Suffering a Spinal cord injury can be life-changing. However, it should not stop you reaching your future potential.
Find out more about the support available for finding you work, and guidance on making your workspace more accessible.
Spinal Cord injury and its Causes
The spinal cord begins at the brain stem and continues down the spine, making up a vital part of the central nervous system. When damage or injury to the spinal cord occurs as a result of trauma, it affects the brains capacity to send messages to areas of the body that control motor or sensory functions, usually below the level of injury.
Every year half a million people around the world suffer a spinal cord injury, with research showing nearly 40% of these caused by some form of a traffic collision. Its effects are often life-changing, with many injuries resulting in permanent or semi-permanent paralysis.
- Injury or damage to the spinal cord in your back will result in paraplegia. This will affect the movement and feeling in your legs and possibly some stomach muscles.
- Injury or damage to the spinal cord in your neck will result in tetraplegia, which affects movement and feeling in all four limbs, as well as chest and stomach muscles.
Spinal cord injury may cause significant disruption to plans and activities you had in the future. However, with increasing awareness and technological advances, many sufferers can still lead a rich and fulfilling life.
There are around 3.4 million disabled people in work today in the UK, although adults with spinal cord injury face a global unemployment rate of more than 60%. However, with often simple adjustments and the right support in the workplace, most people who have suffered a spinal cord injury can continue or return to work.
Your local Jobcentre Plus can provide one-to-one coaching that will support with finding a job to suit you and your needs, with an appropriate employer. They may also be able to help with funding for transport or equipment and support in becoming self-employed.
The government has set up initiatives to support disabled people getting into and stay in work. Access to Work scheme that can provide support with the cost of travel to and from the workplace where public transport is not an option, and help fund specialist equipment to help you continue in your role.
Some people return to their previous jobs, whilst others use the opportunity to retrain for a new profession and colleges, universities, and other education institutions are more inclusive and accessible than ever.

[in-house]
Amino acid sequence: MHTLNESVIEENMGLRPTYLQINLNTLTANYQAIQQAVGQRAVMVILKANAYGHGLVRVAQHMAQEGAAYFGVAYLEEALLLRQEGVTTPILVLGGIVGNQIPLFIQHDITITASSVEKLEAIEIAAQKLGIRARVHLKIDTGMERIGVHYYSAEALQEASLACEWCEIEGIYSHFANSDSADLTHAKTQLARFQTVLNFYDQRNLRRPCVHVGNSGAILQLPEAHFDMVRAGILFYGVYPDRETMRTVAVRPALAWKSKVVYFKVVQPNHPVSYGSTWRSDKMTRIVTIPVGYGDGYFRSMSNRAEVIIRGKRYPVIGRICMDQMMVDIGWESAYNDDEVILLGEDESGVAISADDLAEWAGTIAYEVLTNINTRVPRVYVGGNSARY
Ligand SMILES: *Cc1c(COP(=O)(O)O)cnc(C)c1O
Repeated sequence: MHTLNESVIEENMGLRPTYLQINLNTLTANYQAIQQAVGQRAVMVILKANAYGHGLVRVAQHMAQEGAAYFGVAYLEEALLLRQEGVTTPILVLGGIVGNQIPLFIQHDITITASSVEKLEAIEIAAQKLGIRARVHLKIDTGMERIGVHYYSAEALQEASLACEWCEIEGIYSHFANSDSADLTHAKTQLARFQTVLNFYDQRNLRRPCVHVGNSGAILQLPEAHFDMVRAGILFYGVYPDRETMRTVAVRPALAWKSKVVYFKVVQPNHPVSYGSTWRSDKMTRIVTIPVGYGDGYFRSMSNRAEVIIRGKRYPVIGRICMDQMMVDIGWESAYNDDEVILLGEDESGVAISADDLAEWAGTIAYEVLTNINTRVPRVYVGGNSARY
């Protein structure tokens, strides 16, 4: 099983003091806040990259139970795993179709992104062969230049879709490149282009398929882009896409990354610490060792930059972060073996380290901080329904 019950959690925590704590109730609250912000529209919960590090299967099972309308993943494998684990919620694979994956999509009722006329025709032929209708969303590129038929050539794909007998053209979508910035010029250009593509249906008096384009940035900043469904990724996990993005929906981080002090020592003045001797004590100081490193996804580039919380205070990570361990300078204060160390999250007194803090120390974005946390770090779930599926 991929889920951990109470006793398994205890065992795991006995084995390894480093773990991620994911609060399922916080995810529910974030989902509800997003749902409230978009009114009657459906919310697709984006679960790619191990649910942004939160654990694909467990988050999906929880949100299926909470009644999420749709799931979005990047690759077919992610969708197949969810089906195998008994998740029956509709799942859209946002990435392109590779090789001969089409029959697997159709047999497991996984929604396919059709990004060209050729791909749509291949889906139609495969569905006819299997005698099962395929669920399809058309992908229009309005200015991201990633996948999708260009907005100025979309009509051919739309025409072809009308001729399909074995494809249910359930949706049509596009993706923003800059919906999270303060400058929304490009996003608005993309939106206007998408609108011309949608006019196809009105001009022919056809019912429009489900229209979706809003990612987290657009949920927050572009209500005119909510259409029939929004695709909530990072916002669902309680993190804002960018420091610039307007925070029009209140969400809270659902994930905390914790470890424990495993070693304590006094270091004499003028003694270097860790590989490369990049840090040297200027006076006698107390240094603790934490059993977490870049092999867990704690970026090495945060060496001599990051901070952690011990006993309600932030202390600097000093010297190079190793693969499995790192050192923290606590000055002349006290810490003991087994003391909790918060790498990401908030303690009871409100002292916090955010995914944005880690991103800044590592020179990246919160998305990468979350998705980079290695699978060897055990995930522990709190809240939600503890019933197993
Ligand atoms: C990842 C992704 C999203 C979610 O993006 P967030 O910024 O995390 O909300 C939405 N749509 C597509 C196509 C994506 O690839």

The evolution of online learning and an increase in the number of professional and vocational learning opportunities means it has never been easier to start a new qualification and unlock your future potential.
Guidance for Employers
There are over 7.7 million people of working age in the UK with a disability or a health condition. The main reason for unemployment is the lack of accessible workplaces, not the capacity of the disabled person. So, with minor adaptations that are covered financially by government funding, you can ensure your workplace is inclusive for everyone.
Many reasonable adjustments involve little or no cost and could include:
- Making alterations to premises, such as installing a wheelchair ramp
- Allowing the disabled employee to work somewhere else in the building, such as the ground floor
- Providing flexible working hours to disabled staff, or a phased return to work process
- Bringing in changes to the recruitment process to enable all candidates to have an equal chance at successfully securing a new job role
- Offering training opportunities for all employers to enhance their understanding of working with disabled colleagues
You can also sign up to the governments ‘disability confident’ campaign. By displaying a unique symbol on your website or job adverts, it helps customers and jobseekers see you are committed to promoting equality in the workplace and will recruit with integrity. It encourages employers to recruit and retain great people and access the broadest possible pool of talent, whilst improving morale by demonstrating you are treating all employees fairly.
If you are an employer and want more information, try looking at our tailored information based on the type of your company. Also, you could read about the benefits of hiring a disabled person, and find some local assistance to do so.
If you are a jobseeker, you could find out about the up-to-date grants and schemes available to you.